FULL TEXT OF THE ORDER OF ITAT PUNE
This an appeal filed by the assessee against the order of ld.Commissioner of Income Tax(Appeals)[NFAC] under section 250 of the Income Tax Act, 1961 for A.Y.2012-13 dated 23.03.2023 emanating from the assessment order under section 144 r.w.s 147 of the Income Tax Act, 1961 dated 25.11.2019. The assessee has raised the following grounds of appeal :
“1. On the facts and the circumstances of the case and in law, Learned Assessing Off erred in passing ex-parte order and also erred in not adjudicating the issue on merit, this action is being violative of principal of natural justice. Your appellant prays for granting opportunity of hearing before lower authorities.
Without prejudice to the above grounds of appeal, following grounds are also taken on merit:
2. On the facts and in the circumstances of the case and in law the Learned Assessing Officer erred in adopting the valuation as per provision of sec 50C without referring the matter to the DVO this being in violation of provisions of section 50C2 such adoption of value is not permitted 2 On the facts and in the circumstances of the case and in law. The Learned Assessing officer erred in treating Gross Receipts as income of appellant under the head Capital Gain without realizing the fact that the property sold was an agriculture land under Mahar Vatan and there were various disputes and litigation and therefore effective possession of property was not given to the seller Therefore it is claimed that no transfer has taken place us 247 and therefore there is no incidence of capital gain.”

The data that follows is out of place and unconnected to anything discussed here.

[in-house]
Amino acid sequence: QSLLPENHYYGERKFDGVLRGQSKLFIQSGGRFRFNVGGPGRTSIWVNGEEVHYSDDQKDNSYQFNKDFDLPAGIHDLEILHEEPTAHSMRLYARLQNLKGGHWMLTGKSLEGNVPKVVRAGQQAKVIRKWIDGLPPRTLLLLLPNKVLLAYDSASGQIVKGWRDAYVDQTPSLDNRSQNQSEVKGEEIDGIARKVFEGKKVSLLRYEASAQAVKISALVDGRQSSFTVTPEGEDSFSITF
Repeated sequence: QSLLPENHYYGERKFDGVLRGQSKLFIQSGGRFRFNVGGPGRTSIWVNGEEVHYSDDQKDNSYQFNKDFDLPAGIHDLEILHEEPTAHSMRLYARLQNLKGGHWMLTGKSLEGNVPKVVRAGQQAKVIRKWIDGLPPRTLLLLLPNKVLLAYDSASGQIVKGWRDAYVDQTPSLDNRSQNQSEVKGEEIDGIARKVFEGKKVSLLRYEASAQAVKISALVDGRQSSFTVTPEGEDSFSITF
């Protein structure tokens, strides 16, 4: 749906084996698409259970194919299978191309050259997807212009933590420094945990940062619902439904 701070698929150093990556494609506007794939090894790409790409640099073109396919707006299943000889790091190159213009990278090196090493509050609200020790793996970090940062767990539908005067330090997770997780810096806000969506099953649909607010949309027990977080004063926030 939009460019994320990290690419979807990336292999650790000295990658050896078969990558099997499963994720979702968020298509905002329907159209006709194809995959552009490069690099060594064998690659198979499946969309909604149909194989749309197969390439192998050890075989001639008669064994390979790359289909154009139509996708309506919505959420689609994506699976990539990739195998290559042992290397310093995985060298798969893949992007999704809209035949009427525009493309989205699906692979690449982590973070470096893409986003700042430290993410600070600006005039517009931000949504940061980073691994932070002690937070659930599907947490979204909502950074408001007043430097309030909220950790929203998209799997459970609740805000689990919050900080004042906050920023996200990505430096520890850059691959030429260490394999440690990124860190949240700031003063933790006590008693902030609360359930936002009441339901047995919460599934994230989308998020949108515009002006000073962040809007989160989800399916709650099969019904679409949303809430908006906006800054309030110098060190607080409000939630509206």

1.1 The assessee has raised the additional grounds of appeal:
“1. On the facts and in the circumstances of the case and in law the learned Assessing Officer erred in issuing the Order u/s.144 rws 147 without generating the Document Identification Number (DIN), which is in violation of CBDT circular No. 19/2019 dated 14th August, 2019, in view of this impugned order is invalid.
2. On the facts and in the circumstances of the case and in law the Learned Assessing Officer erred in taxing the entire gross receipts of Rs. 2,21,09,500 as capital gain without realizing the fact that since this was “Mahar Vatan” land received by assesse from his ancestor’s which was received as inam by them, therefore there was no cost of acquisition and therefore charge of capital gain fails.
3. On the facts and in the circumstances of the case and in law the Learned Assessing Officer erred in taxing the entire gross receipts of Rs. 2,21,09,500 as capital gain of the assesse without realizing the fact that assesse has receive only part of the consideration and due to dispute the transaction is not yet complete, so if at all any capital gain tax is to be charged same shall be restricted to actual amount received and since assesse has invested entire amount received in purchase of new house he is entitled to claim deduction under section 54F of The IT Act, same may kindly be allowed.”
Findings & Analysis :
2. We have heard both the parties and perused the records. It is observed from the assessment order that Document Identification Number(DIN) has not been mentioned on it. Ld.Departmental Representative of the Revenue submitted that DIN was separately generated and it was informed to the assessee by a separate letter dated 28.11.2019. Therefore, ld.DR submitted that CBDT Circular has been complied.